The challenges themselves are generally fine. Some are very easy while others are very hard if you don’t understand what you have to do (a dunk shot is when you don’t pass the ball to your teammate for a spike, but instead press B to shoot early and press A as the ball touches your hand. There’s a free tip). My main beef is with the frequency; once it’s unlocked it shows up every three new tournaments you complete successfully, or every 4-5 you take on and fail. With only 17 events per difficulty level, this means you’ll only get around to unlocking less than half of the costumes by the end of level 3, with a lot being behind max level.

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It’s pretty obvious the guest roster was chosen due to the hero/villain balance for this mode.

After you earn twenty five medals, you can finally use your Amiibo for goodies. If you scan an Amiibo that isn’t Mario or Sonic, you get 50 rings and 50 coins, and you can only use this once a day. Use a Mario or Sonic Amiibo and you unlock their respective leagues. Here, you can take on various characters from that franchise with either a Mii or characters from the opposite side (so you can use Mario characters in the Sonic league, or Sonic characters in the Mario league). These leagues have four set events each to choose from, and are done in a round robin style for three matches. Win gold on all four of these, and you can earn the gold suits of the respective league character.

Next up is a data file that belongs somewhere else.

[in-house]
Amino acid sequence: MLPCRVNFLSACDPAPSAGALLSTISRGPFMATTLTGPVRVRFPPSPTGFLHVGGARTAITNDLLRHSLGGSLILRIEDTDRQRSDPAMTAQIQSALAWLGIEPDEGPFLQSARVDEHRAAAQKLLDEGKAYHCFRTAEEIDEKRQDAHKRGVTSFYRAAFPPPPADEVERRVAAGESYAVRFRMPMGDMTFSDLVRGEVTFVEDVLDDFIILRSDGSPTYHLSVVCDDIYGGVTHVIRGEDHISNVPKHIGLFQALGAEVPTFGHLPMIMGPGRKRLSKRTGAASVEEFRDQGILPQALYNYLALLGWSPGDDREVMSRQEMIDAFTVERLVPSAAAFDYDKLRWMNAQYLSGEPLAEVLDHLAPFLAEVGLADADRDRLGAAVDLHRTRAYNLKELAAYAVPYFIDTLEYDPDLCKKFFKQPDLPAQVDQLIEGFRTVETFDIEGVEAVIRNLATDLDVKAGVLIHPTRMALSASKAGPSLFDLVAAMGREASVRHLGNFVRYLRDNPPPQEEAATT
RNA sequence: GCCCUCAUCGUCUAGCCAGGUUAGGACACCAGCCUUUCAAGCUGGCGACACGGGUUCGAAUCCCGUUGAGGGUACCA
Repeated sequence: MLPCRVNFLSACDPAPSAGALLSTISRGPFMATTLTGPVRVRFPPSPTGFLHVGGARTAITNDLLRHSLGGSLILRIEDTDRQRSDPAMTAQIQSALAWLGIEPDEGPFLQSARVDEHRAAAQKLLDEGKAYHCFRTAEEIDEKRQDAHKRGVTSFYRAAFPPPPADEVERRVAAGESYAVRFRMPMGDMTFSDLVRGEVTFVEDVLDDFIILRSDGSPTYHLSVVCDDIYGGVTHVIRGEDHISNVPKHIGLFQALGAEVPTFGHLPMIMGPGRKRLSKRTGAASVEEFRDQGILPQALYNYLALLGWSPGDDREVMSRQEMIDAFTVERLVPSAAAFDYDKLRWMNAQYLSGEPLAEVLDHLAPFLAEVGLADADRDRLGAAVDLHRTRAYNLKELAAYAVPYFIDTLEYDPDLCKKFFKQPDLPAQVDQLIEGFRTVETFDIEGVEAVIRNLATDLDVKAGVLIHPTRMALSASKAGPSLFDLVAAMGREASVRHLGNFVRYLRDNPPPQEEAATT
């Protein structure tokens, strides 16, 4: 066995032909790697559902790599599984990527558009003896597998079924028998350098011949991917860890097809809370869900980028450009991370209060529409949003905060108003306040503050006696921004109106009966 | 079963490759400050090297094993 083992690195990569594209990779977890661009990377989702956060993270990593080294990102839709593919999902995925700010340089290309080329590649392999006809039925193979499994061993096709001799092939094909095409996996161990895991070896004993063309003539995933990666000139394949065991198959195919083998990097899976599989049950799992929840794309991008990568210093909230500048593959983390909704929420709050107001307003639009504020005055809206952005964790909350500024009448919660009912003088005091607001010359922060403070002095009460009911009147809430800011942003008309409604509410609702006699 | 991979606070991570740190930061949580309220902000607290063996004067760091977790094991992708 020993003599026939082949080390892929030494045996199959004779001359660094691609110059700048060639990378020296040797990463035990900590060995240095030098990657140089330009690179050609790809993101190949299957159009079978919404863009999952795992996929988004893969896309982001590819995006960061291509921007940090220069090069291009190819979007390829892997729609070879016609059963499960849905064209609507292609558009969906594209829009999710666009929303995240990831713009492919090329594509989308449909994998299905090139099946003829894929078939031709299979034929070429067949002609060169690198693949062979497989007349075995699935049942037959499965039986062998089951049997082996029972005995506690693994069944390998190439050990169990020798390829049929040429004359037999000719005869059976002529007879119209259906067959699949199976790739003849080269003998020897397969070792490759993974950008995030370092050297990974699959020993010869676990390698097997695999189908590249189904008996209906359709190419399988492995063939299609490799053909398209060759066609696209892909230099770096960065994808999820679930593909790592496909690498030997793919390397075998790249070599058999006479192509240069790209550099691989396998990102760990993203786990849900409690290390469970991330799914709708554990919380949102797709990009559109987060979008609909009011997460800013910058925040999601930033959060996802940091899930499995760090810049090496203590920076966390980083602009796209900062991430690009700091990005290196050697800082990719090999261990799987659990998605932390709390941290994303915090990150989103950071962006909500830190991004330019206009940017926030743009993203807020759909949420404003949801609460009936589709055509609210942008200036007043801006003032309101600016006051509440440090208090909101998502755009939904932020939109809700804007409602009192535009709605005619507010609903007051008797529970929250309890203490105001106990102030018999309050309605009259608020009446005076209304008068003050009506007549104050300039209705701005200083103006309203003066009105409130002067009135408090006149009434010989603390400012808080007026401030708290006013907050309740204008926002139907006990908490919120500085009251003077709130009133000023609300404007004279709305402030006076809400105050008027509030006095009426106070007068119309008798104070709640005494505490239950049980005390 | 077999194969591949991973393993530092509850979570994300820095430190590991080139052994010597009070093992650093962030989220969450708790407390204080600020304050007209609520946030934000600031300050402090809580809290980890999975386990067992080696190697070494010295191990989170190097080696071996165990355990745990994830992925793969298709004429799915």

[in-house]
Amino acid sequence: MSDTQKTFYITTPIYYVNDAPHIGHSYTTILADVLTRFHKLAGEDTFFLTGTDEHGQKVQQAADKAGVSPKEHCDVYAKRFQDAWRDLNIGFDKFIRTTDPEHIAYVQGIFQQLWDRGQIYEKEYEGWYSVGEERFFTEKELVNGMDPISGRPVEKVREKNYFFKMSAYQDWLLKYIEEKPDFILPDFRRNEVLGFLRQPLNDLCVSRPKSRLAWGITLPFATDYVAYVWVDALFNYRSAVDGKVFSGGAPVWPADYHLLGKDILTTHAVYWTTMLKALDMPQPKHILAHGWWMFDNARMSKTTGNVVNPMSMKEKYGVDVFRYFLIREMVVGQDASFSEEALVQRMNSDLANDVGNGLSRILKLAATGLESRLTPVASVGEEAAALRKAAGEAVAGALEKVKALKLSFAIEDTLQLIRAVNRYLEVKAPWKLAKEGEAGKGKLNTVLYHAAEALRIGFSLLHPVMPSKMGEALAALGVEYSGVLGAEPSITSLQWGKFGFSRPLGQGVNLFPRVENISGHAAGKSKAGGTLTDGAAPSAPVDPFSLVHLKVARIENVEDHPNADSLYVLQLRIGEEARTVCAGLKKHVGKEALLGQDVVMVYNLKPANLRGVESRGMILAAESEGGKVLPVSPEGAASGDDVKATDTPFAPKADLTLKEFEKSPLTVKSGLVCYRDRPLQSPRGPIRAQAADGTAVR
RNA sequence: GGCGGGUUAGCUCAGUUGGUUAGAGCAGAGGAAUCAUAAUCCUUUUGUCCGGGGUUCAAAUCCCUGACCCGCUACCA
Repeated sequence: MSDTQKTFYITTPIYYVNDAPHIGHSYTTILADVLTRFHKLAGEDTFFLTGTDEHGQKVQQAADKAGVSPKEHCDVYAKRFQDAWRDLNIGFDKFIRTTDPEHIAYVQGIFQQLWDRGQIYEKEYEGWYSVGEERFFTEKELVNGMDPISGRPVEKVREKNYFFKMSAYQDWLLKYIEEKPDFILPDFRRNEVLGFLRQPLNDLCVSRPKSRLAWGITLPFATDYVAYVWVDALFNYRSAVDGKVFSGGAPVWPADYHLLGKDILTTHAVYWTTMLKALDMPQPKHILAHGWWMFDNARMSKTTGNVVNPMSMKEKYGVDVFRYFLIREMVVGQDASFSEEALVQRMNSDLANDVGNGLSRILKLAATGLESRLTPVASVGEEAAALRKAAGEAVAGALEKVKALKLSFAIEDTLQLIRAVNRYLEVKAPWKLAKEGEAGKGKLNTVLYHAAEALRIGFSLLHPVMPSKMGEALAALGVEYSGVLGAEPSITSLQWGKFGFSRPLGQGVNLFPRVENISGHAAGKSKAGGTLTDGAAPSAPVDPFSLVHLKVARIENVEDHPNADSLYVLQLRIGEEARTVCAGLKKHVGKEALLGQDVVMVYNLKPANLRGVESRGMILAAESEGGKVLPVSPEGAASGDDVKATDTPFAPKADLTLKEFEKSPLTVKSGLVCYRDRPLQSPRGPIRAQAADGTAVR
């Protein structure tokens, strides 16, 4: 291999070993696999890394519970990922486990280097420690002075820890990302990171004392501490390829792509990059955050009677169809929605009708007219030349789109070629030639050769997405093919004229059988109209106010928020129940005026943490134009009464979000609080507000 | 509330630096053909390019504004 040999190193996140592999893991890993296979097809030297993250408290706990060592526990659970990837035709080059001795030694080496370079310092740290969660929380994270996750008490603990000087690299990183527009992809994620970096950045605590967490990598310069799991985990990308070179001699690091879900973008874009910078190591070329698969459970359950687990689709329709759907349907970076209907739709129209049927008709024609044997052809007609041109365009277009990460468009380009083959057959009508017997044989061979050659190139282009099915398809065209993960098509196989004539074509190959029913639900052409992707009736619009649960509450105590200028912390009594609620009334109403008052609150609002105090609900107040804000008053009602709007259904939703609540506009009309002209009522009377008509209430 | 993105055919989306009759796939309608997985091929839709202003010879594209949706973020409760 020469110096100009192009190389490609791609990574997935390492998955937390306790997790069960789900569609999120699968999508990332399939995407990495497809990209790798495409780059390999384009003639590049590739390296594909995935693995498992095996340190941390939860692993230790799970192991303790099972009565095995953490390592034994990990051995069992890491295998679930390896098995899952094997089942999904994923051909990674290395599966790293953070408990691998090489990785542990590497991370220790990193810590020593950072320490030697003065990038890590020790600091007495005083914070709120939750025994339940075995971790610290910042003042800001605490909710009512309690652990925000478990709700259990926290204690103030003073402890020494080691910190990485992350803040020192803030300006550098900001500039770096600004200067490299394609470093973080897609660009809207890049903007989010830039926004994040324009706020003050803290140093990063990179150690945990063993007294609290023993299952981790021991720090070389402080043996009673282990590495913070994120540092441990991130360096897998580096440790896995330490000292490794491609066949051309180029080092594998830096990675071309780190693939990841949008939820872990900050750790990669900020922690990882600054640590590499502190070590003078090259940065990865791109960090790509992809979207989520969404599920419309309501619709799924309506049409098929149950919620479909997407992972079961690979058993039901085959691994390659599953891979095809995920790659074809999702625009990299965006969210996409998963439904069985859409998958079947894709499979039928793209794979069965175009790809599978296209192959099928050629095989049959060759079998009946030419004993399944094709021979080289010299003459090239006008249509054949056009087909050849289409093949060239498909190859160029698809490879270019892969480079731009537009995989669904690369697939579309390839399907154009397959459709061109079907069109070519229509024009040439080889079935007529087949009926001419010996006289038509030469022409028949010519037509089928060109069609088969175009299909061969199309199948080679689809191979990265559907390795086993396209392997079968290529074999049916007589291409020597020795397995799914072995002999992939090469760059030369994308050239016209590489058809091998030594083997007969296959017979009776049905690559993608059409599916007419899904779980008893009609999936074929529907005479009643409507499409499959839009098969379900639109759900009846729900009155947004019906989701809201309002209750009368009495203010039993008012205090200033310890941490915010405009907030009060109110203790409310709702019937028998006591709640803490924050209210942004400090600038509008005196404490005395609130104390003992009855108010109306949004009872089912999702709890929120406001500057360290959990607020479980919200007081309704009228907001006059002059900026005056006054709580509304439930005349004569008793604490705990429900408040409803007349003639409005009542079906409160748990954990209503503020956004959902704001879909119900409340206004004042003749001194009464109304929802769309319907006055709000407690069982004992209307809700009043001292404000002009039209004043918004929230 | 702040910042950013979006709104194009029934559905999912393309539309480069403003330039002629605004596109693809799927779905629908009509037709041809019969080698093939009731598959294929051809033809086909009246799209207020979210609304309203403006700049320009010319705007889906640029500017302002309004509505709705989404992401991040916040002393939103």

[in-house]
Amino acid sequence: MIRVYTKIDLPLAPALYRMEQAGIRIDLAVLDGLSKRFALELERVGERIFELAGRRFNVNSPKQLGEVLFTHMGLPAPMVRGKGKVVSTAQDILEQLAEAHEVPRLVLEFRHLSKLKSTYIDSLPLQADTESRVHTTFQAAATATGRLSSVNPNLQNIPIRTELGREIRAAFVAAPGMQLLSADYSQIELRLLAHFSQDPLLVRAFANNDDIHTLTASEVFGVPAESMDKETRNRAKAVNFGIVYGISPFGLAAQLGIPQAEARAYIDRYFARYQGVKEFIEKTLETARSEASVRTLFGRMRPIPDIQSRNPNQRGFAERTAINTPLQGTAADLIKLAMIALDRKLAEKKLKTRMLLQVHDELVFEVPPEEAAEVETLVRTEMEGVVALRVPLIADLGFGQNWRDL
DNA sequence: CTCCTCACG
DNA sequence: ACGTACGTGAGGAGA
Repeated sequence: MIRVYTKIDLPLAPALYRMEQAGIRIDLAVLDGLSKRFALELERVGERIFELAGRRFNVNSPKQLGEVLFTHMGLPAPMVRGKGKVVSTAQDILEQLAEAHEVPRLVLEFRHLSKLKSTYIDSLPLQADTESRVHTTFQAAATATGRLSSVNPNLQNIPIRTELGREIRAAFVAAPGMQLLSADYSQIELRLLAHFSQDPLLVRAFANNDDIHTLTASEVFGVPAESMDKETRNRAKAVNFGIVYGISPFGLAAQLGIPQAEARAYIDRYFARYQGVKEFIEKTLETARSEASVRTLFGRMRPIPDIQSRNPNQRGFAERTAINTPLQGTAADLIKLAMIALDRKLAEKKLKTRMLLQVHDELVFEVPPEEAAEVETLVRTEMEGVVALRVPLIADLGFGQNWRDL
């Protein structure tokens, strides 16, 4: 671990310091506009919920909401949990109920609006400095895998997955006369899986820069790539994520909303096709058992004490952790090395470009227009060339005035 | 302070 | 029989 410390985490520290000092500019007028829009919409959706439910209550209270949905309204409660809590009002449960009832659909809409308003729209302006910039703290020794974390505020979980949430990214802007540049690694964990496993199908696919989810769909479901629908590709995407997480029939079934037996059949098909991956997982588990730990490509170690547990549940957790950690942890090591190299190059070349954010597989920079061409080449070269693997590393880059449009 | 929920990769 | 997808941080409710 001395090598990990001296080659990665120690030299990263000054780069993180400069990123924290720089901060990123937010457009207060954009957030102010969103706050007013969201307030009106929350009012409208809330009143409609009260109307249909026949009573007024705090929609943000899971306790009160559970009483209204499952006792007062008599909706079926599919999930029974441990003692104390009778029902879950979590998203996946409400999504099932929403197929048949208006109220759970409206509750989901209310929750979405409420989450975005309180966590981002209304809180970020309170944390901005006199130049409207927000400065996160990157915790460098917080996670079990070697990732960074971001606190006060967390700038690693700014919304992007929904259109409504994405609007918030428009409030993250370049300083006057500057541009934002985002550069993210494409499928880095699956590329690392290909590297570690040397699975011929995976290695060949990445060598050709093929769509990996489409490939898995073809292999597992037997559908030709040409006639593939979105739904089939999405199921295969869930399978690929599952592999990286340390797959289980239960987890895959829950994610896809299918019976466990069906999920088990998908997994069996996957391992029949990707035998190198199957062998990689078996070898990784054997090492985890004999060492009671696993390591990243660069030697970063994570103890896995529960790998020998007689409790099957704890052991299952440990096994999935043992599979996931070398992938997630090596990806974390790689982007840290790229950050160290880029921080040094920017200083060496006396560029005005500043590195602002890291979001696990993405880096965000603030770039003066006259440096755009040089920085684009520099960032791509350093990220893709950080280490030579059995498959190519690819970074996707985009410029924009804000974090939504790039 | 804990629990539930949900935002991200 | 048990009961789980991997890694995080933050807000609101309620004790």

There’s not that much to do in this mode, but it makes up for that by just how difficult it is. The AI doesn’t slouch, so you’d better bring your A-game if you want to claim gold. It also has some exclusive unlockables, like music tracks from the likes of Sonic and the Black Knight. It’s generally more satisfying than Heroes Showdown, despite the lack of event coverage there is. It’s also the most difficult Amiibo unlock I’ve seen in a Nintendo game thus far.

Agogôs and Apitos

Unlike the previous Mario and Sonic instalments, this game has a lot of content that needs to be unlocked. Aside from the modes above which have medal requirements, there are all sorts of bits and bobs that can be found with different methods of coming across them. At the very least, the variety adds longevity given how long it can take to obtain some of them.